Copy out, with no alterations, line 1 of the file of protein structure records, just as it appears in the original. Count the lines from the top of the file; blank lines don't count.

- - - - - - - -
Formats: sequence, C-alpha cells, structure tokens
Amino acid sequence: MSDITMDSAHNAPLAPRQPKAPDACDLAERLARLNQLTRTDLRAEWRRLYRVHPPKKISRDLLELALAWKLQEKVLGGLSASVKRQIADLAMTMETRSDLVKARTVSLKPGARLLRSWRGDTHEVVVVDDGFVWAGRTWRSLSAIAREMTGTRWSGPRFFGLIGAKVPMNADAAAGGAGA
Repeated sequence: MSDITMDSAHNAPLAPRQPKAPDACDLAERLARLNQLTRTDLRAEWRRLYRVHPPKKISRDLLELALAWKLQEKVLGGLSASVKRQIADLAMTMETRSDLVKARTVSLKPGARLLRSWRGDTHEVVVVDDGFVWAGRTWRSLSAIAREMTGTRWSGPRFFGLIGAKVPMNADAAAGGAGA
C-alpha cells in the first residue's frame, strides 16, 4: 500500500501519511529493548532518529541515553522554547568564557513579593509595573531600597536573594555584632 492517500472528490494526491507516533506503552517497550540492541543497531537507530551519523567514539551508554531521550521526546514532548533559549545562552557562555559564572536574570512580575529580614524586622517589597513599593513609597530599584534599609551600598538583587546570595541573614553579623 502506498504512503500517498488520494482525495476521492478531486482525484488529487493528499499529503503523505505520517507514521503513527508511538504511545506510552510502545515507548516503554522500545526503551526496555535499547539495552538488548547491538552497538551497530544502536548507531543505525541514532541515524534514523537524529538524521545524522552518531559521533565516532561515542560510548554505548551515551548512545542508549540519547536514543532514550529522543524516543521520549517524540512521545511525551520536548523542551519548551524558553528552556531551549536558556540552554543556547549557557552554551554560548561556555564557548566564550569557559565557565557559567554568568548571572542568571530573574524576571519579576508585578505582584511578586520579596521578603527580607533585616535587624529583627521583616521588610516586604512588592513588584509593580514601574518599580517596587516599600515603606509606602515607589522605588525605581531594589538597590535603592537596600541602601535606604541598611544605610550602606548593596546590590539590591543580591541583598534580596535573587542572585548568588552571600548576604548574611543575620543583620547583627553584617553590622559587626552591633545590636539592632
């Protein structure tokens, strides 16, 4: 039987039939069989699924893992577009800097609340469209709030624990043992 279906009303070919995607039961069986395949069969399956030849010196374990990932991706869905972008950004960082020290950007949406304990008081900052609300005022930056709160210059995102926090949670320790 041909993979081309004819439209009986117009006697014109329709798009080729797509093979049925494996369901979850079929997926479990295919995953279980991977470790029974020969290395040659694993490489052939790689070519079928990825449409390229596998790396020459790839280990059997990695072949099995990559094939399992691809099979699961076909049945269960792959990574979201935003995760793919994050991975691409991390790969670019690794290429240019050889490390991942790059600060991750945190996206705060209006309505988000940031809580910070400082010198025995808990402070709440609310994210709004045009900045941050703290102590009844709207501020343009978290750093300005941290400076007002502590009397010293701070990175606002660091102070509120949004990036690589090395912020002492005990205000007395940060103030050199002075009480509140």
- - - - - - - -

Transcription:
Formats: sequence, C-alpha cells, structure tokens